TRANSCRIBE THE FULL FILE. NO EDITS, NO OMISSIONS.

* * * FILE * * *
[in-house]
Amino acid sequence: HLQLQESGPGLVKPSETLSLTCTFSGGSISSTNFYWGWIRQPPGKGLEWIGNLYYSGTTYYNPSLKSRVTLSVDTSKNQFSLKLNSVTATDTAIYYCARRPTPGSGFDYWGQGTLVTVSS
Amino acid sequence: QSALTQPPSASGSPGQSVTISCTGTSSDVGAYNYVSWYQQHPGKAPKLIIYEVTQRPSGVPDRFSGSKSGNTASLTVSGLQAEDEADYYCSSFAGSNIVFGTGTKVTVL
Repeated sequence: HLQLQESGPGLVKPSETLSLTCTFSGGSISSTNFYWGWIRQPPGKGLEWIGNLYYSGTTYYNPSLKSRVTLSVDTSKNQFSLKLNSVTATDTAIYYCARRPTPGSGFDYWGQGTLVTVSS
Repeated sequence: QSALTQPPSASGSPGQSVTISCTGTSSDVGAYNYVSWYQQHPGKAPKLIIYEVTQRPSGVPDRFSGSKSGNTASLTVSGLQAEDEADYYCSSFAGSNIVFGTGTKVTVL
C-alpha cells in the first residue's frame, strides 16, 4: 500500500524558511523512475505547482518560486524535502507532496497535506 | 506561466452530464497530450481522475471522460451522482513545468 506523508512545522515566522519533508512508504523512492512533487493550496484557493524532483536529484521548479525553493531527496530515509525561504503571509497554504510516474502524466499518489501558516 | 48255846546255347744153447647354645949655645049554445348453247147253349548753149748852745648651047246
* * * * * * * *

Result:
[in-house]
Amino acid sequence: HLQLQESGPGLVKPSETLSLTCTFSGGSISSTNFYWGWIRQPPGKGLEWIGNLYYSGTTYYNPSLKSRVTLSVDTSKNQFSLKLNSVTATDTAIYYCARRPTPGSGFDYWGQGTLVTVSS
Amino acid sequence: QSALTQPPSASGSPGQSVTISCTGTSSDVGAYNYVSWYQQHPGKAPKLIIYEVTQRPSGVPDRFSGSKSGNTASLTVSGLQAEDEADYYCSSFAGSNIVFGTGTKVTVL
Repeated sequence: HLQLQESGPGLVKPSETLSLTCTFSGGSISSTNFYWGWIRQPPGKGLEWIGNLYYSGTTYYNPSLKSRVTLSVDTSKNQFSLKLNSVTATDTAIYYCARRPTPGSGFDYWGQGTLVTVSS
Repeated sequence: QSALTQPPSASGSPGQSVTISCTGTSSDVGAYNYVSWYQQHPGKAPKLIIYEVTQRPSGVPDRFSGSKSGNTASLTVSGLQAEDEADYYCSSFAGSNIVFGTGTKVTVL
C-alpha cells in the first residue's frame, strides 16, 4: 500500500524558511523512475505547482518560486524535502507532496497535506 | 506561466452530464497530450481522475471522460451522482513545468 506523508512545522515566522519533508512508504523512492512533487493550496484557493524532483536529484521548479525553493531527496530515509525561504503571509497554504510516474502524466499518489501558516 | 48255846546255347744153447647354645949655645049554445348453247147253349548753149748852745648651047246